How does Dwid inform what you do with your guitar tracks in the studio? Does he convey specific moods he’s looking for when you’re tracking solos, or does he just give you the room to do your own interpretation of things?

After demoing the first batch of three songs, Dwid and I spent a lot of time discussing the mood and where we wanted this album to go. It was loosely based around the theme of a séance, more specifically spirits travelling through time and space. We agreed that much like Led Zeppelin, Black Sabbath, or even the Beatles, that it would be really cool to approach this as a set of songs that all sound different from each other stylistically, but are obviously done by the same band. It’s an approach I see us continuing to explore in the future as it leaves the door open to doing whatever we want. It was a pretty simple process considering the album was recorded between two continents. The songs existed in various demo forms until we decided on how the final versions should play out. Once we agreed on the arrangement, [drummer] Joshy [Brettell] and I recorded the basic tracks and sent them to Dwid to lay down vocals. Considering past Integrity LPs were 20-30 mins in length, he definitely had a full plate figuring out what to do with a double album’s worth of material.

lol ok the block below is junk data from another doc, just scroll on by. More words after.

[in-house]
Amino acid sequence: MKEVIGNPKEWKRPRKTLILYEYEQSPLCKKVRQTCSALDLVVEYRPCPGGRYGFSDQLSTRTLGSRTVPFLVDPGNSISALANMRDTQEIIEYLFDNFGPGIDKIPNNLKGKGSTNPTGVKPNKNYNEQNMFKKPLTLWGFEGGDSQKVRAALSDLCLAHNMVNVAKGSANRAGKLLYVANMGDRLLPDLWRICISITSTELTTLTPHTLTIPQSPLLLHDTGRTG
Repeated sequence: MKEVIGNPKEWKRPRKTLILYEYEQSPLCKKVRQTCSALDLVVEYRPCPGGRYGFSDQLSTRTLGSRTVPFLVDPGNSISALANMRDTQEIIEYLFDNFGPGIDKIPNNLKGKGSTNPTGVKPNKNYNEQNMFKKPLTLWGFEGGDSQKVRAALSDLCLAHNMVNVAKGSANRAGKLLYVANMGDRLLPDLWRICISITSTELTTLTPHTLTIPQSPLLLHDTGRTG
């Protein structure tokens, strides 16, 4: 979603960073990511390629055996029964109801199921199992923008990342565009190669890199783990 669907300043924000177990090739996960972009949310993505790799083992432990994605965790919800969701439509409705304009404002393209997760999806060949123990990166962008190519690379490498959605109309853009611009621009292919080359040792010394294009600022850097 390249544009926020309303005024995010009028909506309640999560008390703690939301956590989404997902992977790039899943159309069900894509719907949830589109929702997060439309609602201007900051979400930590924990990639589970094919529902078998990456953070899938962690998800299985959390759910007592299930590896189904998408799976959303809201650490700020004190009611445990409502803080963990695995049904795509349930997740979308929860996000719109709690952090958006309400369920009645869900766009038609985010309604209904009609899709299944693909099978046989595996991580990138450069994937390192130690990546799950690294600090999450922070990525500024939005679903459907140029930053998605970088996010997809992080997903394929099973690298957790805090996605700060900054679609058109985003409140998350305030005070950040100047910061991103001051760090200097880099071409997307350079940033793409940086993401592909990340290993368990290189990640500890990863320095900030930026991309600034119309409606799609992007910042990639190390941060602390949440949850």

Ultimately, Dwid delivered with some of the best vocal performances I’ve ever heard come out of him. While he was doing vocals I started working on solos and then by the time he was finished I was able to tailor what I had written around his vocals or have him change his vocals to work around the leads. It’s pretty painless overall, even though we butt heads just like anyone else. We just rolled with it and kept our eyes on the prize which was making the most interesting record possible.